Experts warn that new U.S. rules on virus data collection are creating problems for hospitals and data integrity.

Alex M. Azar, the health secretary, during a visit to Taiwan this week. Several of his appointees to a federal health advisory committee have raised concern about new virus data reporting rules. 
Credit…Pei Chen/Agence France-Presse — Getty Images

Nearly three dozen current and former members of a federal health advisory committee — including some appointed or reappointed by Health Secretary Alex M. Azar — are warning that the Trump administration’s new coronavirus database is placing an undue burden on hospitals and will have “serious consequences on data integrity.”

The advisers, all current or former members of the Healthcare Infection Control Practices Advisory Committee, issued their warning in a previously unpublished letter obtained by Sheryl Gay Stolberg, a Washington correspondent for The New York Times.

The administration last month ordered hospitals to send daily reports about virus cases to a central database in Washington — controlled by Mr. Azar’s department — instead of to the Centers for Disease Control and Prevention. Such reports include information about current patients, the number of available beds and ventilators, and other information vital to tracking the pandemic. The order raised alarm that the data could be politicized or withheld from the public.

The transition left hospitals “scrambling to determine how to meet daily reporting requirements,” the authors of the letter wrote. They urged that the C.D.C.’s data experts “be allowed to continue their important and trusted work” of gathering, analyzing and disseminating the daily reports, which help the government track the pandemic and guide crucial health care decisions, including how to allocate scarce supplies and medication like remdesivir, the only drug that has federal approval to treat Covid-19.

“The U.S. cannot lose their decades of expertise in interpreting and analyzing crucial data,” wrote the authors, who include the current co-chairs of the panel reappointed by Mr. Azar — Dr. Lisa Maragakis of Johns Hopkins Hospital and Dr. Hilary Babcock, a professor in the Infectious Disease Division at the Washington University School of Medicine in St. Louis.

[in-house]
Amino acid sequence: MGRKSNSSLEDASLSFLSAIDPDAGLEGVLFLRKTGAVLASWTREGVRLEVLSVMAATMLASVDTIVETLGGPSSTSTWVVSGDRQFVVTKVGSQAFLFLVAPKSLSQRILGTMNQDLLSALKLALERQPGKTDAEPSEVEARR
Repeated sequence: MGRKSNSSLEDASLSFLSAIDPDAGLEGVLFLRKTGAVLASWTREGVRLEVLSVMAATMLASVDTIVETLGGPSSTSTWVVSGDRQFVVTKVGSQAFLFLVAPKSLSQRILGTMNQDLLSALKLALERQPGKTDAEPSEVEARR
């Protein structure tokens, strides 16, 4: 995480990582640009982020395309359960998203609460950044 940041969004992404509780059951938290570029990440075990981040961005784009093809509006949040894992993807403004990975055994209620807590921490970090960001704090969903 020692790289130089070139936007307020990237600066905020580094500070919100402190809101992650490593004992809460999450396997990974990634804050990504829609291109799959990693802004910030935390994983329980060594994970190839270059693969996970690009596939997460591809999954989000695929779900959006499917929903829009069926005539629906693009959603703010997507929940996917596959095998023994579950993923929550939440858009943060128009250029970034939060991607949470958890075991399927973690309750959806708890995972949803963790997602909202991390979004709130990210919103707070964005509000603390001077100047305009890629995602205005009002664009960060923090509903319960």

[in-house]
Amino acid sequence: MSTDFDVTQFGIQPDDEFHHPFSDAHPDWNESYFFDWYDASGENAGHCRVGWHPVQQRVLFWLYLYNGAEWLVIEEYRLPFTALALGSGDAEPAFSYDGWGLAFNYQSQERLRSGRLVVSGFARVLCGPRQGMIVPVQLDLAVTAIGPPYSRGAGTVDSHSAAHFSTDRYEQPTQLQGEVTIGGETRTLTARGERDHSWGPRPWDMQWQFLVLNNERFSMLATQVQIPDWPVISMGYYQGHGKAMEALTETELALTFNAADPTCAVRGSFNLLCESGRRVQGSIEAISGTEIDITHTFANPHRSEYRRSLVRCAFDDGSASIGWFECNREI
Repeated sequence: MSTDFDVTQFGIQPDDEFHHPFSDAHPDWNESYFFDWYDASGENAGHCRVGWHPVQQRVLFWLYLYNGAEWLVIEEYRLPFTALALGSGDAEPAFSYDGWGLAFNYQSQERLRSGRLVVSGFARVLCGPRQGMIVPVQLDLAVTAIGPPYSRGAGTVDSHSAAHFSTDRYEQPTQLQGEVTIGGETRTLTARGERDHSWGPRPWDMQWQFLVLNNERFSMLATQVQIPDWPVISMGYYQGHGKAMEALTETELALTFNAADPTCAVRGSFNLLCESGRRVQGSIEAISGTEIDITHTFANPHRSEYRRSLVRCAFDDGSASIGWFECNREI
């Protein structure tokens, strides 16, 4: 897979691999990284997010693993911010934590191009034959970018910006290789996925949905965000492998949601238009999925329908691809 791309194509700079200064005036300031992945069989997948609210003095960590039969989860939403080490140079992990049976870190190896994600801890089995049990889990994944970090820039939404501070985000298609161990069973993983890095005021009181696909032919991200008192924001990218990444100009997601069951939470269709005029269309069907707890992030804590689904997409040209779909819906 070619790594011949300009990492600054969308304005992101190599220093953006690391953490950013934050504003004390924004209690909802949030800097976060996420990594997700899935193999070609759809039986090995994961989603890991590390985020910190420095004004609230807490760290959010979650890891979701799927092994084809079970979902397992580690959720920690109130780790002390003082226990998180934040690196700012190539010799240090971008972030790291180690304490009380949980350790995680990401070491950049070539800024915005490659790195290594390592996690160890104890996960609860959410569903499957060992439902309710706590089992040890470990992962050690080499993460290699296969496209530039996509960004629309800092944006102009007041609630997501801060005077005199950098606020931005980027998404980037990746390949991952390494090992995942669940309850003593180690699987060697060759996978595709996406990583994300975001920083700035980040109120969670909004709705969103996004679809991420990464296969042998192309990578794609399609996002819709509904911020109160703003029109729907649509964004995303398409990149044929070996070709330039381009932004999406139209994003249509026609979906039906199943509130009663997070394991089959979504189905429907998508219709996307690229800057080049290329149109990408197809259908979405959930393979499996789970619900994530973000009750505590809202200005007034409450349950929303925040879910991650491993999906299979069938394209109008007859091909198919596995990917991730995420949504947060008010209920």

The 34 signatories are “the elite of the infection control personnel from hospitals all over the country,” said Dr. William Schaffner, an infectious disease expert at Vanderbilt University (not Emory University, as an earlier version of this item said) who is not affiliated with the group.

The letter amounts to a sharp rebuke to Mr. Azar. It should be taken “very seriously,” said another expert, Michael T. Osterholm of the University of Minnesota.

Hospital officials around the country questioned the wisdom of switching systems in the middle of a pandemic, and said that the shift in reporting requirements has been time-consuming and difficult. And because the metrics are different, it is hard to compare current data with information collected earlier in the pandemic.

The C.D.C. referred questions to its parent agency, the Department of Health and Human Services, run by Mr. Azar.

A spokesman for Mr. Azar, Michael Caputo, said the C.D.C.’s health care network “was unable to keep up with the fast-paced data collection demands of the Covid-19 pandemic.” And while the C.D.C. no longer collects the data, Mr. Caputo said, the agency has “access to all the data it once had and more.”

New York Times